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tuna for ticos

Stop Illegal Fishing, Sign the Petition

Help FECOP Fight Illegal, Non-Sustainable Fishing in Costa Rica – Sign the Petition – Tuna for Ticos

It is estimated that up to 26% of tuna taken in Costa Rican territorial waters by foreign tuna purse seiners is unreported, taken illegally, never makes it to a Costa Rican port, and doesn’t benefit Costa Rica in any manner.

The tuna issue in Costa Rica is not new. A FECOP study in 2013 showed that Costa Rica tuna was being overexploited and the country was only benefiting $37 a ton from tuna captured here. FECOP presented a project “Tuna for Ticos” to President Laura Chinchilla and she signed the “tuna decree” at the tail end of her administration moving tuna seiners a total of 45 miles from the coast and protecting areas around sea mounts and Cocos Island. A total of 200,000 square kilometers of territorial was labeled for protection.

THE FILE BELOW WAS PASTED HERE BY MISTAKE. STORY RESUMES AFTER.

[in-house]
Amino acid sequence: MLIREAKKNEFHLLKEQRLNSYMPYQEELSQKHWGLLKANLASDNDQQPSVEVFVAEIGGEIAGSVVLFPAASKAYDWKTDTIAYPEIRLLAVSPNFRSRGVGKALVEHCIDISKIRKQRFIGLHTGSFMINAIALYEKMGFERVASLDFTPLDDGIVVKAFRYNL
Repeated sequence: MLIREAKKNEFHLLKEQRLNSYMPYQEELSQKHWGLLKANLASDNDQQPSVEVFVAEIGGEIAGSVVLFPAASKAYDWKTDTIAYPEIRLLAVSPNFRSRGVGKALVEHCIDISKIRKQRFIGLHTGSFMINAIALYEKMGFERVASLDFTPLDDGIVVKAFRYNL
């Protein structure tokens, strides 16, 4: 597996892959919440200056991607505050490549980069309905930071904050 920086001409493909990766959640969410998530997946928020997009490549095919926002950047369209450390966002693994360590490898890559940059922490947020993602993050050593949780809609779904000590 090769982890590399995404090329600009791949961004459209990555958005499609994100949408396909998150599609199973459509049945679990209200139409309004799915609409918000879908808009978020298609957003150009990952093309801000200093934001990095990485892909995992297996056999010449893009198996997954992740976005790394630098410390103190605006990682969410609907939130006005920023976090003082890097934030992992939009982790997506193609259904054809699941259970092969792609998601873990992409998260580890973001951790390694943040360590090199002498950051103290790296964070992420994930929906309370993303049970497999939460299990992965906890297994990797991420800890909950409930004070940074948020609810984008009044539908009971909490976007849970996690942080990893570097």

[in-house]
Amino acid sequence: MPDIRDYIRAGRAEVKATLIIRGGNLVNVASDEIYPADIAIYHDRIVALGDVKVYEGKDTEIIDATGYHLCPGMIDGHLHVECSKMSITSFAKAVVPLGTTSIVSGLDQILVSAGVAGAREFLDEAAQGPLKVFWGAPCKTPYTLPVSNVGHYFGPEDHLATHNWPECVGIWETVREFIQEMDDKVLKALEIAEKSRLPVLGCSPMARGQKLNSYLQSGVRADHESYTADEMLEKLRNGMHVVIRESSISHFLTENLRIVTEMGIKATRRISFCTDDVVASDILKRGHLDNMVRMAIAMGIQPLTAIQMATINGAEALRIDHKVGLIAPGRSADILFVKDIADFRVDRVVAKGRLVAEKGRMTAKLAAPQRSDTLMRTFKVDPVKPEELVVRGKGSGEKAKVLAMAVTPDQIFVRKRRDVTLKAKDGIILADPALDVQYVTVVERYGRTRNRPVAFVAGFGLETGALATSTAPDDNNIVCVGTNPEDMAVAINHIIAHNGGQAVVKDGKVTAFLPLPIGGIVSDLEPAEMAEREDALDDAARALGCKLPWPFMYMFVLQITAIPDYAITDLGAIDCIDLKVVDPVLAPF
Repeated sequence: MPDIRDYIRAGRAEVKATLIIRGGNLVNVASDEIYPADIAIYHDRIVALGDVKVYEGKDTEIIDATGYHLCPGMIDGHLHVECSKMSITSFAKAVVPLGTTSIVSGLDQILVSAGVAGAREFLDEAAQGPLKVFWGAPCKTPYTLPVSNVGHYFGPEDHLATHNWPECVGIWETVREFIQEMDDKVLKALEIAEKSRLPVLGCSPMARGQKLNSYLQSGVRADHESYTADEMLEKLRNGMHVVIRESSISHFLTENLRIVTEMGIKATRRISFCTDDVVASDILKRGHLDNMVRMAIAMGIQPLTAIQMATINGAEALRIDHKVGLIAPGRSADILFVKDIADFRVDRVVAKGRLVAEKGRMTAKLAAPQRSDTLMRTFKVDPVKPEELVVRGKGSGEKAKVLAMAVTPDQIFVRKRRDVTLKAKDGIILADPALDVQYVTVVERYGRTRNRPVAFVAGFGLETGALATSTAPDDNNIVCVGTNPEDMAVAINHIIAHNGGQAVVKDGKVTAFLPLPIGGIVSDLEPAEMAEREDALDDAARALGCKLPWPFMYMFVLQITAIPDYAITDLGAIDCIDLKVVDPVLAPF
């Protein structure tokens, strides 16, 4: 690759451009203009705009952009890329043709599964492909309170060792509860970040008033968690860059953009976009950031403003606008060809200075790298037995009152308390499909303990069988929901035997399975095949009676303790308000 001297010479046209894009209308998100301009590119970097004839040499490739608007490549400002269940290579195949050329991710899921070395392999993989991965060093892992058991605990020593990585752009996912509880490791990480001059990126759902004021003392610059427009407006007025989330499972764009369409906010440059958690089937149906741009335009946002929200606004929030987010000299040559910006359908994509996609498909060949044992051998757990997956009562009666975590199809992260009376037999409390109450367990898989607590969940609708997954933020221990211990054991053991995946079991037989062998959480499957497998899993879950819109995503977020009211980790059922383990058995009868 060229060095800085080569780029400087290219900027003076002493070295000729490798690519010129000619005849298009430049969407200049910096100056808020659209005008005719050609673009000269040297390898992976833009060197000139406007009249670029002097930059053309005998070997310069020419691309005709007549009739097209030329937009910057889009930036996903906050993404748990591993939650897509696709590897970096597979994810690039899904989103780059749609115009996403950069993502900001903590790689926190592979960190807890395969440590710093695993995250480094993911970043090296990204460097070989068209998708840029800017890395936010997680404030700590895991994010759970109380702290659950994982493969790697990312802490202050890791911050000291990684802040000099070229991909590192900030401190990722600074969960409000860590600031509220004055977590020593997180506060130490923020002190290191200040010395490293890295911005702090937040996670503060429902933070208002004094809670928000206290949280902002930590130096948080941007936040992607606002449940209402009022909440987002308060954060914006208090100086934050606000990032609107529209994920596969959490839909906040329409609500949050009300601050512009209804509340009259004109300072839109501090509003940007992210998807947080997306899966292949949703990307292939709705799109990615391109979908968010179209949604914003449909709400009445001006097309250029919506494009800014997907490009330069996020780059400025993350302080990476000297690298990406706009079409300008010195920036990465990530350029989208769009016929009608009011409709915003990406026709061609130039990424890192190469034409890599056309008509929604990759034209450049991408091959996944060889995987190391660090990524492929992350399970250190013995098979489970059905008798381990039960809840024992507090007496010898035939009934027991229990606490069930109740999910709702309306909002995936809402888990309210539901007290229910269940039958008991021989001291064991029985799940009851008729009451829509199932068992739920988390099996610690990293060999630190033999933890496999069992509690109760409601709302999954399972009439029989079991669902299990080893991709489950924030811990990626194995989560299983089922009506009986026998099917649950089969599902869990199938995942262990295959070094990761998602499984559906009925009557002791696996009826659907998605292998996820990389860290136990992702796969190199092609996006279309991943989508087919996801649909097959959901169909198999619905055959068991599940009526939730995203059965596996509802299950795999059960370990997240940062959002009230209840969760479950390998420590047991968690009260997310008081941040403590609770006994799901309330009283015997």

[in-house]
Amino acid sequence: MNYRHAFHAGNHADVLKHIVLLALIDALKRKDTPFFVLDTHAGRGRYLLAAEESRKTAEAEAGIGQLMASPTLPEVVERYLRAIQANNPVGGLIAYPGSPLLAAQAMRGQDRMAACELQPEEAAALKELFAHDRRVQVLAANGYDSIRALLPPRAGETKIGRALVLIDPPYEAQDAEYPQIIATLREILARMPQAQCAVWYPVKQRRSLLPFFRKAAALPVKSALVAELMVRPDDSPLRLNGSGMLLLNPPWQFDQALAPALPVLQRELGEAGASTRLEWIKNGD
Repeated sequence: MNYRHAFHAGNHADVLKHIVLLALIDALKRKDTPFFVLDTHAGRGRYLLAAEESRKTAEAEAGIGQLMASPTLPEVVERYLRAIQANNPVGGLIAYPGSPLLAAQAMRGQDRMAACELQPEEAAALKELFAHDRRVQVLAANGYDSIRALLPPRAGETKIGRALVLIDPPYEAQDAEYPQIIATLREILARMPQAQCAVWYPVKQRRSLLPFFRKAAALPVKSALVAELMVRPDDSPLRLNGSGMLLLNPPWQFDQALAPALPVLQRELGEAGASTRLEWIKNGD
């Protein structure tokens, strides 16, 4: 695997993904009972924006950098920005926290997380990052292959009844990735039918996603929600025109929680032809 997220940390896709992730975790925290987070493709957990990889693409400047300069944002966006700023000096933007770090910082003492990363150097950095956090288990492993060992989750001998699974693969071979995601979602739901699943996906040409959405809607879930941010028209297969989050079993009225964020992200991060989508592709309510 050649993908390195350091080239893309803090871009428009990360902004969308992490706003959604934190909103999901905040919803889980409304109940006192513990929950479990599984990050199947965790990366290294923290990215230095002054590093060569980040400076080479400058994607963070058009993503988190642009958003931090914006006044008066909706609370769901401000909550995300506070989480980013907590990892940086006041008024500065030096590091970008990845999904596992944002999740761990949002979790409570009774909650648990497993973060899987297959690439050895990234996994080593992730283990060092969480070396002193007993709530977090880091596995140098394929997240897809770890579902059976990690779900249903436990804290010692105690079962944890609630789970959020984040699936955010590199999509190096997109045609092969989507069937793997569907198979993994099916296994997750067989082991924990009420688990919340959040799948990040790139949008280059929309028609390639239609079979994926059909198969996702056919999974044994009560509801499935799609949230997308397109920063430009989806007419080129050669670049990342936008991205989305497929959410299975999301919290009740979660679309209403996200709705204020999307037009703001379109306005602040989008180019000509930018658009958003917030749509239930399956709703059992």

Tuna Persein Commerical Fishing Dolphins

Tuna fishing vessel

Luis Guillermo Solis delayed the passing of the decree when he succeeded Chinchilla as President but the “tuna decree” eventually went into effect in 2014. FECOP science in 2017 convinced the government to limit the number of licenses awarded to foreign vessels and ordered the tuna licenses reduced from 43 issued to 13. Evaluating past landing records this moved saved 25 tons of would have been marlin bycatch as well as sharks, turtles, dorado and marine mammals (mainly dolphin, since they have a symbiotic relationship with yellowfin tuna).